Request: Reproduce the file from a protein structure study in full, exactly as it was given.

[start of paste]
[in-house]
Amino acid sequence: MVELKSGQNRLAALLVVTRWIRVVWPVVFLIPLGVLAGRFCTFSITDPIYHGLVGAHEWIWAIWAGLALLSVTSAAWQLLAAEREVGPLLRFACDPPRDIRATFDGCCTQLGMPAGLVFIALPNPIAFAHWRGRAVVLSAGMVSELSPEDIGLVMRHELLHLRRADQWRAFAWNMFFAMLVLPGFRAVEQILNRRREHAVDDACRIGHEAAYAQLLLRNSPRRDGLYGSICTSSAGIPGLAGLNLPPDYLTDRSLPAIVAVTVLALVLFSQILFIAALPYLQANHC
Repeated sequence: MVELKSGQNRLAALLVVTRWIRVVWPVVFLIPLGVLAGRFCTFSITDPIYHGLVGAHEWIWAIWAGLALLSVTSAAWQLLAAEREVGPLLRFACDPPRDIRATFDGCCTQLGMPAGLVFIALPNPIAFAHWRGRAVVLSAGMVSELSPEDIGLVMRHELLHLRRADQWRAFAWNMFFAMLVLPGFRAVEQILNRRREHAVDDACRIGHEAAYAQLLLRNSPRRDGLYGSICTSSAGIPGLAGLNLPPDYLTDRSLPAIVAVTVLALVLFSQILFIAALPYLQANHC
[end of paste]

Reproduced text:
[in-house]
Amino acid sequence: MVELKSGQNRLAALLVVTRWIRVVWPVVFLIPLGVLAGRFCTFSITDPIYHGLVGAHEWIWAIWAGLALLSVTSAAWQLLAAEREVGPLLRFACDPPRDIRATFDGCCTQLGMPAGLVFIALPNPIAFAHWRGRAVVLSAGMVSELSPEDIGLVMRHELLHLRRADQWRAFAWNMFFAMLVLPGFRAVEQILNRRREHAVDDACRIGHEAAYAQLLLRNSPRRDGLYGSICTSSAGIPGLAGLNLPPDYLTDRSLPAIVAVTVLALVLFSQILFIAALPYLQANHC
Repeated sequence: MVELKSGQNRLAALLVVTRWIRVVWPVVFLIPLGVLAGRFCTFSITDPIYHGLVGAHEWIWAIWAGLALLSVTSAAWQLLAAEREVGPLLRFACDPPRDIRATFDGCCTQLGMPAGLVFIALPNPIAFAHWRGRAVVLSAGMVSELSPEDIGLVMRHELLHLRRADQWRAFAWNMFFAMLVLPGFRAVEQILNRRREHAVDDACRIGHEAAYAQLLLRNSPRRDGLYGSICTSSAGIPGLAGLNLPPDYLTDRSLPAIVAVTVLALVLFSQILFIAALPYLQANHC